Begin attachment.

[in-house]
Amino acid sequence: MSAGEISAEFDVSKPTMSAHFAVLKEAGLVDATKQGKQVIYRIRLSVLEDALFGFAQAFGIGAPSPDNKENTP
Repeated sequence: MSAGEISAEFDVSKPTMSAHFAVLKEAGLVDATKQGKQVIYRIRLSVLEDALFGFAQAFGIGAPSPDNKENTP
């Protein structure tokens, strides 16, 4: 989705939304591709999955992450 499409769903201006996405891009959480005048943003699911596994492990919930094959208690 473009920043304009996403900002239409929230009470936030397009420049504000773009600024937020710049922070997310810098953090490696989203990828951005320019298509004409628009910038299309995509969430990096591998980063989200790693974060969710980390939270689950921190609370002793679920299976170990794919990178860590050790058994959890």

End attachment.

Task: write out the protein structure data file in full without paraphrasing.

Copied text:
[in-house]
Amino acid sequence: MSAGEISAEFDVSKPTMSAHFAVLKEAGLVDATKQGKQVIYRIRLSVLEDALFGFAQAFGIGAPSPDNKENTP
Repeated sequence: MSAGEISAEFDVSKPTMSAHFAVLKEAGLVDATKQGKQVIYRIRLSVLEDALFGFAQAFGIGAPSPDNKENTP
């Protein structure tokens, strides 16, 4: 989705939304591709999955992450 499409769903201006996405891009959480005048943003699911596994492990919930094959208690 473009920043304009996403900002239409929230009470936030397009420049504000773009600024937020710049922070997310810098953090490696989203990828951005320019298509004409628009910038299309995509969430990096591998980063989200790693974060969710980390939270689950921190609370002793679920299976170990794919990178860590050790058994959890």